August 17, 2011

Freshman year of college (2010), I came to the conclusion that there wasn’t a good way to store the knowledge that a machine learning algorithm gains. When experimenting with AI, I frequently stored my “learned” networks as XML - I found that to be really slow, and suboptimal. Ideally, an AI program would be learning continuously, and updating its state to non-volatile media automatically, so that if (when!) the computer crashes, nothing would be lost.

At first, I experimented with sqlite, but quickly realized that the optimal storage medium for machine learning is a graph database. So I decided to make one.

nDB was a combination of a SQL-like database for data, with an underlying graphical structure. Entries were directly linked to other entries.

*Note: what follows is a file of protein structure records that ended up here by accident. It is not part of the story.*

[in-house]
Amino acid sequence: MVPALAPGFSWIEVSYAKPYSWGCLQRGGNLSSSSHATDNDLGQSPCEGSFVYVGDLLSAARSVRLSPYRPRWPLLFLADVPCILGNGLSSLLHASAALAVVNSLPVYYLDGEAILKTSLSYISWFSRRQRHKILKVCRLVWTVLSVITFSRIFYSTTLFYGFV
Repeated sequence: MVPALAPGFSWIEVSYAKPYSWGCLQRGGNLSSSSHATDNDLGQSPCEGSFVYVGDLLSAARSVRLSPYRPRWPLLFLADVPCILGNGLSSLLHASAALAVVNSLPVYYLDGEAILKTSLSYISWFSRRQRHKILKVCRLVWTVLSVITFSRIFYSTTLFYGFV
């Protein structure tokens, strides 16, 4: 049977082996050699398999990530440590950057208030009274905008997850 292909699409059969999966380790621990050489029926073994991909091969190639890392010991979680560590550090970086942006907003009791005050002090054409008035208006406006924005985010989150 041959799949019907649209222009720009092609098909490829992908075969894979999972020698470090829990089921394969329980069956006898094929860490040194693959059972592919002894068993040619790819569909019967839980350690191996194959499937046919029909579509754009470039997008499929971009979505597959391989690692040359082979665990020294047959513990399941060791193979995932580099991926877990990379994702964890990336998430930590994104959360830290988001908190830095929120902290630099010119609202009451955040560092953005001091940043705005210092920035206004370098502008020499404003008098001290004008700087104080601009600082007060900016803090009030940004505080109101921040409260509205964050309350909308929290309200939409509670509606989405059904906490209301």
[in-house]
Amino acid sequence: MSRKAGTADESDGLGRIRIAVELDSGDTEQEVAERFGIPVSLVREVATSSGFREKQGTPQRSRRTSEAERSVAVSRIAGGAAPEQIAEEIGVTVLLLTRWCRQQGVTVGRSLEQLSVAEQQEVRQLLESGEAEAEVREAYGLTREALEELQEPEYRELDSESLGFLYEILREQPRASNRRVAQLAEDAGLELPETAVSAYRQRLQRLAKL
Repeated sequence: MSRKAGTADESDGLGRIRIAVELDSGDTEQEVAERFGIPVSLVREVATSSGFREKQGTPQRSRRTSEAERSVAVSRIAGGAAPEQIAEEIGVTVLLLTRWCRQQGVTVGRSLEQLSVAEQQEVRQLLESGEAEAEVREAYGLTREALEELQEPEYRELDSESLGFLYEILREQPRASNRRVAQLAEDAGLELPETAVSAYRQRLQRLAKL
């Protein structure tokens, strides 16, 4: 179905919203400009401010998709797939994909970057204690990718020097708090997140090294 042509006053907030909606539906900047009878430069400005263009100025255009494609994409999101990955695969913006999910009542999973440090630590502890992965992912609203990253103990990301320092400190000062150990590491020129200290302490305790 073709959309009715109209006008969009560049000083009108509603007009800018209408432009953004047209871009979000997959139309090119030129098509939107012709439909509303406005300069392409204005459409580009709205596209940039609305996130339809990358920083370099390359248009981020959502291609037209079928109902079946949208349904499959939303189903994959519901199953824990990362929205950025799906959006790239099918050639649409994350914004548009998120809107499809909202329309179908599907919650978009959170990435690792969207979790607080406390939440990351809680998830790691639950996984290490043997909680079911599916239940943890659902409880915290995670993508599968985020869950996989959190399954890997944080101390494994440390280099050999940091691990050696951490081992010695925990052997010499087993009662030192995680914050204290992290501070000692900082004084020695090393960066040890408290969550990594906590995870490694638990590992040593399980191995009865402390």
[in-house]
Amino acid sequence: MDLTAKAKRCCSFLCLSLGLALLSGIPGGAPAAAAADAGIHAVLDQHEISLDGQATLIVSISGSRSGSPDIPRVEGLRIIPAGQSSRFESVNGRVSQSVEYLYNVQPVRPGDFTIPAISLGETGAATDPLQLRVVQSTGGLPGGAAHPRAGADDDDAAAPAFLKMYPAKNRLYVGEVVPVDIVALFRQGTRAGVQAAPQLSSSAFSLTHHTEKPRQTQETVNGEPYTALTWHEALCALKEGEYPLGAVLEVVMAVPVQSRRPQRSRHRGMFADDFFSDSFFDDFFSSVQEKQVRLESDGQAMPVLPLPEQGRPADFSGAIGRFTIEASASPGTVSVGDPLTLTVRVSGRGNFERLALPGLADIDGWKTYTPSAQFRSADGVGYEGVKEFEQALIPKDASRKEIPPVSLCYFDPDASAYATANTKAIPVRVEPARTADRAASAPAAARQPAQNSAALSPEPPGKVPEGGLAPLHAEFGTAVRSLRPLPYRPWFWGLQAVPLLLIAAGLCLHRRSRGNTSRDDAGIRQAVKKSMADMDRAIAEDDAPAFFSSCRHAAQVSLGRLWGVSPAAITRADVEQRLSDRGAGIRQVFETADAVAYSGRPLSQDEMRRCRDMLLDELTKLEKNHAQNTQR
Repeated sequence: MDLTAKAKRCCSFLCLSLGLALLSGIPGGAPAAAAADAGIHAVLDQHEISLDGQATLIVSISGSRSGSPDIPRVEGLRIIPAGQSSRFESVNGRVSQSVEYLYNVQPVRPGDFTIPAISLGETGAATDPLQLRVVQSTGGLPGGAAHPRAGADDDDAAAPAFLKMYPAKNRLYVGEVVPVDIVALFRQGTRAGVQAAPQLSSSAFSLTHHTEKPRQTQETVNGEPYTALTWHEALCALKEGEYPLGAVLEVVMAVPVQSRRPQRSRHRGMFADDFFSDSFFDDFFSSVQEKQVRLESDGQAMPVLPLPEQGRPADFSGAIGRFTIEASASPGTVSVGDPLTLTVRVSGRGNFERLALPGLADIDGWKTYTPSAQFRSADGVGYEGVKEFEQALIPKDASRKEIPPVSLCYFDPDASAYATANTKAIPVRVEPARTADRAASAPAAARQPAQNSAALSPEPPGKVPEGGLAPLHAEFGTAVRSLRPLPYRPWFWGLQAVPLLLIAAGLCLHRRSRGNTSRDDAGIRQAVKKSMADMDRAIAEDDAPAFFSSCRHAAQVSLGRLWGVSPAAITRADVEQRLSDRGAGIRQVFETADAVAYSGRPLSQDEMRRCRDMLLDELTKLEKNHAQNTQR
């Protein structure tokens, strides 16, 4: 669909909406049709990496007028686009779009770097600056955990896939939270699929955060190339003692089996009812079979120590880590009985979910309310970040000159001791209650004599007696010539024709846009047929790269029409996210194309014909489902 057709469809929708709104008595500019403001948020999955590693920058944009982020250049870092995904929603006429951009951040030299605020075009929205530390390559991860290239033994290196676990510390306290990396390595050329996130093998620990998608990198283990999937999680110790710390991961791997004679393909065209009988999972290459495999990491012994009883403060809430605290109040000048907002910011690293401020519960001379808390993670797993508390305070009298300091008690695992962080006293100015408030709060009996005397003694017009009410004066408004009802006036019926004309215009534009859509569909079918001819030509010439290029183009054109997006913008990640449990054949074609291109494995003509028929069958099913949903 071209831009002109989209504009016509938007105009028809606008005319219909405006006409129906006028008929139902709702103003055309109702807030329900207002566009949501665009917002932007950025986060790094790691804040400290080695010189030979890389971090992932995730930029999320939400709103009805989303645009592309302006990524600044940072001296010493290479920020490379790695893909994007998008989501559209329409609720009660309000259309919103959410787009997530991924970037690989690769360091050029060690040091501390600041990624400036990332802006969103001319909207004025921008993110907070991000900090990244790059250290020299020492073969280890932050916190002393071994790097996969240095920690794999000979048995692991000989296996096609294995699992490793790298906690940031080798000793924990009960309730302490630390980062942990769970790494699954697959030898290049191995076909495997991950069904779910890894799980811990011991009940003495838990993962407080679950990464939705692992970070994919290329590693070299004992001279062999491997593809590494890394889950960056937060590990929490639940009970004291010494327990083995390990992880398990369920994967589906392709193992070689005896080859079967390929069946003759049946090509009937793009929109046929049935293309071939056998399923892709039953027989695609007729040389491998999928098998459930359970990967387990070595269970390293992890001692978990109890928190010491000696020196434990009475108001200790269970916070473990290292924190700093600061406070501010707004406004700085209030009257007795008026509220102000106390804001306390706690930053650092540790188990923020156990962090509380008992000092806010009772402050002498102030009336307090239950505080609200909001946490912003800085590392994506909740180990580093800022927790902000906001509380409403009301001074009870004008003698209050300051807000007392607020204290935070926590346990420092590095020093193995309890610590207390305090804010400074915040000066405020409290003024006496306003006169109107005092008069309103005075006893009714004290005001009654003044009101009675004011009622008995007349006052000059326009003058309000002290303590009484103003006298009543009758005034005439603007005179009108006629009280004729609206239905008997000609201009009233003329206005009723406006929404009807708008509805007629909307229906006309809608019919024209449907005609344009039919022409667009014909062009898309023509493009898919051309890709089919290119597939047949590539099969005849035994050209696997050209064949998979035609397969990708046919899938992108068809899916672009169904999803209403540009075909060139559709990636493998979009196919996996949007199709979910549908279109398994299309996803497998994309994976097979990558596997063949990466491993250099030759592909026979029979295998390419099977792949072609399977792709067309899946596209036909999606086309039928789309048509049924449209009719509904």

With nDB, it was possible to keep a graph structure in RAM, while continuously updating the disk representation, such that minimal data is lost in the event of crashing/failure. nDB also fixed the problem of saving and loading neural networks from files.

The database was most definitely not ACID compliant.

While the project fizzled out before I really put it to good use, it had a huge impact on my ideas for an intelligent file system.

The code is available here (7zip file).